Diabetes and Weight Loss
Weight Reduction to Lower Blood Glucose Levels

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Weight Management and Diabetes

Due to the adverse effects of obesity on insulin resistance, weight reduction is an important therapeutic objective for patients with type 2 diabetes. Clinical evidence shows that weight loss in type 2 diabetics is associated with decreased insulin resistance, improved measures of glycemia and dyslipidemia and reduced blood pressure.

Sustained Weight Loss Not Easy

Due to a variety of genetic and psychosocial factors, structured, intensive lifestyle programs involving individual counseling, reduced dietary fat and energy intake, regular physical activity and frequent participant contact are necessary to produce long-term weight loss of as little as 5–7 percent of starting weight. As regards calorie control, When dieting to lose weight, fat is probably the most important nutrient to restrict. Studies indicate that spontaneous eating and total energy intake are increased when the diet is high in fat and decreased when the diet is low in fat. While exercise by itself has only a modest effect on weight loss, regular physical activity should be encouraged because it improves insulin sensitivity, acutely lowers blood glucose, and is important in long-term weight control. In general, an optimal obesity reduction program for diabetics has yet to emerge.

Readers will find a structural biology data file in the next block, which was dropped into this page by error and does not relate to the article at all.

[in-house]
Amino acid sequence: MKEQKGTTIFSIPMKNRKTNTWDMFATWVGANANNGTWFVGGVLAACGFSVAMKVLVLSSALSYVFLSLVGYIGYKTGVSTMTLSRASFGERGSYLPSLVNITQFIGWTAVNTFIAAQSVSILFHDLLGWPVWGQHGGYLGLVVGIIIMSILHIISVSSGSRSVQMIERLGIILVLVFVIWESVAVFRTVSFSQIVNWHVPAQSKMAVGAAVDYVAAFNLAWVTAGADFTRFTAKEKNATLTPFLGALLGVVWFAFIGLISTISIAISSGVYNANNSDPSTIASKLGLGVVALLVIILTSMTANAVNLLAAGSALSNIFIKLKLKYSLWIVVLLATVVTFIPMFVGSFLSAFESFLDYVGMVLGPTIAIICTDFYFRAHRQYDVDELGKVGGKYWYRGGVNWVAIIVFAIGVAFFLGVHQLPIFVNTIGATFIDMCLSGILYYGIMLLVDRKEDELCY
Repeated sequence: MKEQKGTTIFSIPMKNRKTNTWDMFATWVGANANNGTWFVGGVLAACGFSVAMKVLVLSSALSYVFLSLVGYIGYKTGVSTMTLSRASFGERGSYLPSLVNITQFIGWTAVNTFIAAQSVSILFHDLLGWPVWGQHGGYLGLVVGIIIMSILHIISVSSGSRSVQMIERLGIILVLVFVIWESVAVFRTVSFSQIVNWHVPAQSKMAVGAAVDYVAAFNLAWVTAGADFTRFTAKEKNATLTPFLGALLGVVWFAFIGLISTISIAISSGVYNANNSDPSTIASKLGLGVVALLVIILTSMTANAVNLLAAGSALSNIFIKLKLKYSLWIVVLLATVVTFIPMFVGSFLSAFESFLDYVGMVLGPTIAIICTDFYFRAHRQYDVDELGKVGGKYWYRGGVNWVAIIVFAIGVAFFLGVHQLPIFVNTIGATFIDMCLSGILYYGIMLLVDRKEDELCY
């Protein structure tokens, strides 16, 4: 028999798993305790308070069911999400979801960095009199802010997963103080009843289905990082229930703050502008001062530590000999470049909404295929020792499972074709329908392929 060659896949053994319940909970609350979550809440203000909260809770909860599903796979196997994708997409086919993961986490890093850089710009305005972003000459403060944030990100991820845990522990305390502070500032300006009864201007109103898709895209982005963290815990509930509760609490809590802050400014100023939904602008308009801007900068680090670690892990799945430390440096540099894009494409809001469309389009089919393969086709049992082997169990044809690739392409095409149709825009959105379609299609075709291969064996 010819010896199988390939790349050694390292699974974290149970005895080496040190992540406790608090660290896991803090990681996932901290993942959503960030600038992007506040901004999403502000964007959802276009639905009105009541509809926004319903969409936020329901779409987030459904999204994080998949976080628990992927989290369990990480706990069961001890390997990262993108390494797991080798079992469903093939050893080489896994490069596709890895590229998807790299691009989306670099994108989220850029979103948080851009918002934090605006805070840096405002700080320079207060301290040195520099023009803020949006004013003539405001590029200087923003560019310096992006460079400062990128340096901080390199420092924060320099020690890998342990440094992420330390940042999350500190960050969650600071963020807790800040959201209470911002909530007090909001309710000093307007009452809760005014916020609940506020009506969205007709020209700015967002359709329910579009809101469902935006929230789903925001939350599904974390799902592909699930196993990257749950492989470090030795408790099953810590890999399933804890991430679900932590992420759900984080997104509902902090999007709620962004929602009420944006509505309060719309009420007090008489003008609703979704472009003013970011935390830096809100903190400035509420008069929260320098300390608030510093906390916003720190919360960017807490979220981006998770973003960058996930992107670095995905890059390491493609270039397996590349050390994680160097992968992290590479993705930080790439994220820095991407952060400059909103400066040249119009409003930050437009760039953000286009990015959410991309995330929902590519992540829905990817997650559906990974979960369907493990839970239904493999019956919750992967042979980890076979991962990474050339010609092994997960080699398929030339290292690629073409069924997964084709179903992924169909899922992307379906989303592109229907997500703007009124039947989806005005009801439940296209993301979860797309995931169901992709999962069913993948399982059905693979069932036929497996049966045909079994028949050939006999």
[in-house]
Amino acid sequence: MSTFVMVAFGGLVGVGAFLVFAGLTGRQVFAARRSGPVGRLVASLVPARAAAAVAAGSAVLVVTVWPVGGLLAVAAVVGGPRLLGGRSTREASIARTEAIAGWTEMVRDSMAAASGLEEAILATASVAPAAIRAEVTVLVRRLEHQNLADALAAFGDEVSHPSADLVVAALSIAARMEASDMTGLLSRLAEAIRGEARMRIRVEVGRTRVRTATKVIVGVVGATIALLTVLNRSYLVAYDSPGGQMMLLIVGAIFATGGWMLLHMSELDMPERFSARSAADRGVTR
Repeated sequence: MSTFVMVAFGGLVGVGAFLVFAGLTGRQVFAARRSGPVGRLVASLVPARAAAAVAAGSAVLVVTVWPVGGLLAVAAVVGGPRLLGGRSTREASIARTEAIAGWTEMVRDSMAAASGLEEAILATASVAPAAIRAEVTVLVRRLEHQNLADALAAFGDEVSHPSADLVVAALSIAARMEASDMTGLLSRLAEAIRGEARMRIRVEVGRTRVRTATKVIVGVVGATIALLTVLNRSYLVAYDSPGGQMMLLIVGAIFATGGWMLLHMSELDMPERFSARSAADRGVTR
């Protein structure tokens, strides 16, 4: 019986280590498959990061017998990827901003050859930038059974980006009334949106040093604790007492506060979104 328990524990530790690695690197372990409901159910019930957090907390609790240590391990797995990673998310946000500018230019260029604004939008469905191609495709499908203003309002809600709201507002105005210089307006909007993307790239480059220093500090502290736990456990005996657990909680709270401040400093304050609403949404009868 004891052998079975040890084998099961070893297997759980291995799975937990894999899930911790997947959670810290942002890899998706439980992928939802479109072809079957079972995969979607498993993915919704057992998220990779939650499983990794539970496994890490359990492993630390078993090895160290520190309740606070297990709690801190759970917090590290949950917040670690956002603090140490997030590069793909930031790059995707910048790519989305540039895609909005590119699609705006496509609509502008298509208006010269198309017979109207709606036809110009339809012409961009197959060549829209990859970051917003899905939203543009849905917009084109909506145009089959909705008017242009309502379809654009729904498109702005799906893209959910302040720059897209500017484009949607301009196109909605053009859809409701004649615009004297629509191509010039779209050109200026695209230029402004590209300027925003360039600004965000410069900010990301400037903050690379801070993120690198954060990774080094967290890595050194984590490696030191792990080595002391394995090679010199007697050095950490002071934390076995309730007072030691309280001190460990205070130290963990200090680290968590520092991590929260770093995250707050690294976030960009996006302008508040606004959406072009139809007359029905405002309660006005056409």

Lifestyle Modification Essential to Lose Weight

Typically, traditional weight loss diets provide 500–1000 less calories than are necessary for weight maintenance. Although many dieters do lose some weight (as much as 10 percent of initial weight) with such diets, evidence demonstrates that without the other elements of an intensive lifestyle program, long-term weight loss is rarely achieved, and many people regain weight.

Meal Replacement Diets and VLCDs

Meal replacement diet plans provide a defined amount of energy often as a formula product. Such meal replacements can result in significant weight reduction, but lifestyle therapy must be continued if weight loss is to be maintained. For severely or super-obese patients with type 2 diabetes, medically-supervised very low calorie diets (VLCDs) which typically provide 800 or fewer calories daily can produce substantial weight loss as well as rapid improvements in glycemia and lipemia. However, when these low-calorie programs stop, weight regain is common. As a result, like meal replacement diets, very-low-calorie diets seem to have limited utility in the treatment of type 2 diabetes and should only be adopted in conjunction with a structured weight maintenance program in order to achieve long term weight reduction.

Obese Diabetics Need Support

Given the complex causes of obesity, it is no surprise that its treatment remains an equally complex process. Dietary education, nutritional advice, lifestyle counseling and support are all important in order to achieve sustained weight loss and should be an integral part of any structured weight loss program for patients with type 2 diabetes.

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Carbs-Information.com provides general information about the glycemic index (GI), glycemic load (GL), low GI diets, GI values for all food groups, health problems of high blood glucose including metabolic disorders such as pre-diabetes, impaired glucose tolerance, insulin resistance, hyperinsulinism as well as type 1 and type 2 diabetes. But no information is intended as a substitute for medical advice. Copyright 2003-2018.